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Dr. King writes this letter of appreciation to Reverend David A. Gibbons, Executive Secretary of the Denison Christian Association at Denison University. King is overjoyed to accept the $255 donation from several students and faculty members of the university. He explains the importance of the contribution and how it supports SCLC's voter registration work in Birmingham.
This letter from Dr. King to Dr. Seymour Siegel extends appreciation for being awarded an honorary degree from the Jewish Theological Seminary of America.
Conservative syndicated columnists Rowland Evans and Robert Novak claim that Dr. King's soul is being challenged by various factions with whom he has associated. Evans and Novak question Dr. King's relationship with Stokely Carmichael by reminding him of his promise never to work with Mr. Carmichael again.
This telegram, intended for the White House, was sent regarding the treatment of a former African American Secret Service agent, Abraham Bolden, at the federal medical center in Springfield, Missouri. The sender states that President Johnson ought to follow the United States Constitution and restore Mr. Bolden's freedom or face consequences.
Jerome P. Cavanagh, Mayor of Detroit, delivers this speech before the Office of Economic Opportunity Urban Areas Conference, Great Lakes Region. The conference is dedicated to sharing experiences in the War on Poverty and taking a realistic assessment on the issues in urban areas. Inadequate education, food, housing, and disjointed welfare systems are major problems of concern. Cavanagh encourages the analysis of programs addressing these situations. He also advocates an understanding of federal aid cutbacks and connects insufficient funds to the Vietnam War and space exploration.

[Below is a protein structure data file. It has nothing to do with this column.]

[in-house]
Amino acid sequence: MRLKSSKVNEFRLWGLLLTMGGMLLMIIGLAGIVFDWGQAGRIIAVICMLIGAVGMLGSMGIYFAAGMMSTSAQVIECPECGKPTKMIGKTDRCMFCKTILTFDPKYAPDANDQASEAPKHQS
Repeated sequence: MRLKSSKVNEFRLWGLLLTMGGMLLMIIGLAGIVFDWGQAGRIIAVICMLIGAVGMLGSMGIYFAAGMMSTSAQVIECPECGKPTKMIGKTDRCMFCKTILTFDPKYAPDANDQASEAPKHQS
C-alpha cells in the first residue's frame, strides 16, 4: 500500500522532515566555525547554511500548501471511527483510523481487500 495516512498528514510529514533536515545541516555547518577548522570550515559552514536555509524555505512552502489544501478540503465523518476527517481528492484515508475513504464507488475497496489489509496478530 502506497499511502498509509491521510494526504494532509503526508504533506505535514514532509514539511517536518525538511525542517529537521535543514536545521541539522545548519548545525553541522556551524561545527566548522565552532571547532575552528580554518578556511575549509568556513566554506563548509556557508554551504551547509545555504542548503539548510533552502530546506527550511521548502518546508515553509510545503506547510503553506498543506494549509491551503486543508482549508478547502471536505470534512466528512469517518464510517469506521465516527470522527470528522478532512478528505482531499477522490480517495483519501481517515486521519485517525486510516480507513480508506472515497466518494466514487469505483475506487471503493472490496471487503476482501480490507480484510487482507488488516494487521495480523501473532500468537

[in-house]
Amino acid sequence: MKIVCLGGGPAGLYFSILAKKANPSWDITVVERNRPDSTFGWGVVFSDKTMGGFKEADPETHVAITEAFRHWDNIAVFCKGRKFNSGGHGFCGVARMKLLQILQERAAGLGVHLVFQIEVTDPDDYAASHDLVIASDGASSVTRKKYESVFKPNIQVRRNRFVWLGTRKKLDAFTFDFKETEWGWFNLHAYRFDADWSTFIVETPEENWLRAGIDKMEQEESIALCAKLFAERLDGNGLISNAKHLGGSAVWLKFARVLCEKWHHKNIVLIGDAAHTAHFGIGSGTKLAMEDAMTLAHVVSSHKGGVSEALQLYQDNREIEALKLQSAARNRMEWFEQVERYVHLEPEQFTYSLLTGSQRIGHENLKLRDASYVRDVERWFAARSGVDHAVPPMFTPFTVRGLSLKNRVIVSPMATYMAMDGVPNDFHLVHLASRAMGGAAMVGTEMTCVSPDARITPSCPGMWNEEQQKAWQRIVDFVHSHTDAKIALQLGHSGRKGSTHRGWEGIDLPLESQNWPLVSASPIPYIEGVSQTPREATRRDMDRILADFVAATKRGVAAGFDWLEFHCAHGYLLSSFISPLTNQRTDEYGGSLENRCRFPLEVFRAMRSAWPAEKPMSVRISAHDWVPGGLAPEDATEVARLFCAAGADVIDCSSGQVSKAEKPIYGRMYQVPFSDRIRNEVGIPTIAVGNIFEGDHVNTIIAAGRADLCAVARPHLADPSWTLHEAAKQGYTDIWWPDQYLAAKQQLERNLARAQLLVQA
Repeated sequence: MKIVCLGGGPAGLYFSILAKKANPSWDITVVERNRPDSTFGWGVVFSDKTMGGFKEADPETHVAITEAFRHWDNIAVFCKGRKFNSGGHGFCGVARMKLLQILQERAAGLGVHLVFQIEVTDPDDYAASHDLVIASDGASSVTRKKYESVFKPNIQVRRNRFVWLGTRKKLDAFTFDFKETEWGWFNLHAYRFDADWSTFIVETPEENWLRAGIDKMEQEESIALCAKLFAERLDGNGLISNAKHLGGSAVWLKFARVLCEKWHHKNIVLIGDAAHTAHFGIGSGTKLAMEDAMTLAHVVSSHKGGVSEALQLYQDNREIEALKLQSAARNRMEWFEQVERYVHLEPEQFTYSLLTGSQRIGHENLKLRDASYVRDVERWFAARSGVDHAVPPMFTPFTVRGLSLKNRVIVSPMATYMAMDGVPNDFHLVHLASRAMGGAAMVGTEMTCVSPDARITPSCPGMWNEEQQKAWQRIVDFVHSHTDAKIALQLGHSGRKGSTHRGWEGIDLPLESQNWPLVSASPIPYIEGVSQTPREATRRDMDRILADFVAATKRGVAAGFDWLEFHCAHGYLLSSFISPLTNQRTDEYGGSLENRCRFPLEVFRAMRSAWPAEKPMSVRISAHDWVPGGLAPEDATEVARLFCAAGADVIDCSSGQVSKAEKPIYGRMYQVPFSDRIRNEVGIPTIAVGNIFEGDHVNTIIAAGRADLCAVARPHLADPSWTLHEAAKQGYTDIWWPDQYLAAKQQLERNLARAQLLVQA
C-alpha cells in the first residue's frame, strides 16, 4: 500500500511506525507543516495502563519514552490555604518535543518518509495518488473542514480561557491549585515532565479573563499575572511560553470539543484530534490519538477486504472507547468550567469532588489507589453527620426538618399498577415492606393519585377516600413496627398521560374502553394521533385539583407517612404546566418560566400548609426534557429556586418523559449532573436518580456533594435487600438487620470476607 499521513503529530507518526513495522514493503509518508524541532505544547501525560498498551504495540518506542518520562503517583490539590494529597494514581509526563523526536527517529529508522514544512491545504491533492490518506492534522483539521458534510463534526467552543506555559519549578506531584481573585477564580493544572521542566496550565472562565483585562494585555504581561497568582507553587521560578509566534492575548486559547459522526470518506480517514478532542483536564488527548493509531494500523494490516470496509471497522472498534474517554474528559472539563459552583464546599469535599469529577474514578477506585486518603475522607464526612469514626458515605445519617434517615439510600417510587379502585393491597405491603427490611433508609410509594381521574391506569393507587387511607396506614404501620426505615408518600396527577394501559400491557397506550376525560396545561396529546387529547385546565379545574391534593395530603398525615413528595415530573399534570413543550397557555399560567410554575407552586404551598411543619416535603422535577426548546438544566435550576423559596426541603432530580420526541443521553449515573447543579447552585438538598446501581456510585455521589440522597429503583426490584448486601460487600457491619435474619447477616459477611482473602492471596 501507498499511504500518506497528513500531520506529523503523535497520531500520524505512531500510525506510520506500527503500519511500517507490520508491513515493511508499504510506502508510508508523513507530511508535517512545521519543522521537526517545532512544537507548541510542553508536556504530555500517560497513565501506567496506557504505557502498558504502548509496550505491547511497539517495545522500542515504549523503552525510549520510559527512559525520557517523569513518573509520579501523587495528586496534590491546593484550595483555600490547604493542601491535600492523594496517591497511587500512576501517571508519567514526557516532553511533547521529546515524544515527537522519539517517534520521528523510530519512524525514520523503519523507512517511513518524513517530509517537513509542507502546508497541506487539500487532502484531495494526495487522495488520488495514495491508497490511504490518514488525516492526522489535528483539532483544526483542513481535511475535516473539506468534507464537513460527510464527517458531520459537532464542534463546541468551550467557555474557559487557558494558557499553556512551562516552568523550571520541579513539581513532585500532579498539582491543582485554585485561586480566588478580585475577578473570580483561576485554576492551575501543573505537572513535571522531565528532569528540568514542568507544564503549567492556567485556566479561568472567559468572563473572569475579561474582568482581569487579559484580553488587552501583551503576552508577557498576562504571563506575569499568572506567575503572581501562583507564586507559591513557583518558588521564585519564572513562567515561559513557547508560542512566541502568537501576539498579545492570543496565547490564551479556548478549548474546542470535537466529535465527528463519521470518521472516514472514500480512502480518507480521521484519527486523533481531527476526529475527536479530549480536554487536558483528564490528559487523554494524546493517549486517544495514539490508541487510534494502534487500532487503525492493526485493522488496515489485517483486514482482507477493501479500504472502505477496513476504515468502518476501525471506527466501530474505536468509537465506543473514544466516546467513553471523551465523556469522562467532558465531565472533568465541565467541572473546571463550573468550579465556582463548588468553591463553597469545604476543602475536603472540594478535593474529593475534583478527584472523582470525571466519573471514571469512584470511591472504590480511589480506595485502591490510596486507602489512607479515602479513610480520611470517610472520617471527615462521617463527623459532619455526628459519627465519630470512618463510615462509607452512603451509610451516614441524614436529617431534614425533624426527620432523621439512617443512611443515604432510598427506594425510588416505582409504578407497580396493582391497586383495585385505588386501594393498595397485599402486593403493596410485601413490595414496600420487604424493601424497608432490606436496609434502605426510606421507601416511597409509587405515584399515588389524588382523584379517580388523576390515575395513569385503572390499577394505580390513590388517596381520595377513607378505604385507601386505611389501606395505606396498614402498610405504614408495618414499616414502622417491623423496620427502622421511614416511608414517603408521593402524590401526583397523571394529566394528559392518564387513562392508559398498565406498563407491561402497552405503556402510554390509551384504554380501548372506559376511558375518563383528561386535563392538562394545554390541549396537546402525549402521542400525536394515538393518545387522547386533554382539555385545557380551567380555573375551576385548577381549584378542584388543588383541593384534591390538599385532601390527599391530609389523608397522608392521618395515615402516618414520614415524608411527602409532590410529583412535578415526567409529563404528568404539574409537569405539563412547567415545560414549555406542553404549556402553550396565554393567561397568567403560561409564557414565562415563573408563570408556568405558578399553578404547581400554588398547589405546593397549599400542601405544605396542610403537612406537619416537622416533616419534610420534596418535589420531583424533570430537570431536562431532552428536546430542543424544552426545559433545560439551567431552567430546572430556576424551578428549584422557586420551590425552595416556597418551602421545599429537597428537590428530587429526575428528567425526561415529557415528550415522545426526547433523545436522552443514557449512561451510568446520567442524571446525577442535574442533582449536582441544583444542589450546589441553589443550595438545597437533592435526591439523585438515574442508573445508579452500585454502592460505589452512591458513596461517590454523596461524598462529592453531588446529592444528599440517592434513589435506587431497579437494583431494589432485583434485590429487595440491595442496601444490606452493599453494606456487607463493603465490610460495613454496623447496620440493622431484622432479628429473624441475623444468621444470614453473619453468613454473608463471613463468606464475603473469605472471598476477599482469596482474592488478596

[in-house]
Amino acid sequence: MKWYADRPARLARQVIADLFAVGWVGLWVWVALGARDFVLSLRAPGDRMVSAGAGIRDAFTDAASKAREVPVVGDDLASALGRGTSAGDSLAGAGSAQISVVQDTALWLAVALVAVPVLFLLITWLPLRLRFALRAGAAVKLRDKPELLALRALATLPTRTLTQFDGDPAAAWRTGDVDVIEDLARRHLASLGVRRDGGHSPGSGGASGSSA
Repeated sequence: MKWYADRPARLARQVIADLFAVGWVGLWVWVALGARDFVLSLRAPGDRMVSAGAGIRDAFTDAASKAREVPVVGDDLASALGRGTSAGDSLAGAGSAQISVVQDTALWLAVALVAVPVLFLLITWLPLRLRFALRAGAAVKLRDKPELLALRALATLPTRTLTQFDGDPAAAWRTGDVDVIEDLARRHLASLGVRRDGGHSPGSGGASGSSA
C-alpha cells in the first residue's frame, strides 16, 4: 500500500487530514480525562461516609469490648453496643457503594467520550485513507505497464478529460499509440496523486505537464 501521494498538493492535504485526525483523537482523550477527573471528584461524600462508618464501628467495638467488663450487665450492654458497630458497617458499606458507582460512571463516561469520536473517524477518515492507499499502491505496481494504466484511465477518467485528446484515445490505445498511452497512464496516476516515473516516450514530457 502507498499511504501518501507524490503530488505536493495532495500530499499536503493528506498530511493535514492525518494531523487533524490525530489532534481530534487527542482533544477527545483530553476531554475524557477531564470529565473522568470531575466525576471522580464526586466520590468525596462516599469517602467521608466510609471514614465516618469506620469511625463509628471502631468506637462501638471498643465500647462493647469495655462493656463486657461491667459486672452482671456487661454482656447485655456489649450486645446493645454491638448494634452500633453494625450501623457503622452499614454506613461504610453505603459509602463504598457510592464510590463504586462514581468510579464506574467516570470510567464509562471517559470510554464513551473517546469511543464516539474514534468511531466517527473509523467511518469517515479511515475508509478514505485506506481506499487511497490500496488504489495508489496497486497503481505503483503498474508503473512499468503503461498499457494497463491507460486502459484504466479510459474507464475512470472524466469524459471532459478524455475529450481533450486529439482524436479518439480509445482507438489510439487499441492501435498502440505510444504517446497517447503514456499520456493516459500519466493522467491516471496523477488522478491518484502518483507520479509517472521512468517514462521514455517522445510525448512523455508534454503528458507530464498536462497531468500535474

Robert Goldsmith sends a contribution and expresses his support of Dr. King's Christian methods to attain full integration and civil rights. He discusses Dr. King's campaign to end the Vietnam War and asserts that the country is engaged in an immoral action in Southeast Asia.
Bent Ostergaard, a member of Amnesty International, informs Dr. King that his receipt of the Nobel Peace Prize served as a great pleasure for the Danish people. The Danish section of Amnesty International requests Dr. King's appearance during his travel to Europe. Mr. Ostergaard notifies Dr. King that his expenses will be covered and they would like to give him a tour of the public institutions in Denmark.
This schedule of bus routes is intended for Pacem in Terris participants and their guests. Trips include travel to Convocation sessions and a concert held at Victoria Hall.
In Dr. King's absence, Dora McDonald writes F. Newton Miller concerning Dr. King's appearance in Rockville Centre on February 21. McDonald encloses a copy of a letter sent to Mrs. Rose R. Silvers of the Rockville Centre Commission to clarify the misunderstanding.
This photo comes from the Benedict J. Fernandez "Countdown to Eternity" portfolio.
(Copyright: Benedict J. Fernandez)
Dr. King sends a contribution to Moe Foner to help in the efforts for peace in Vietnam.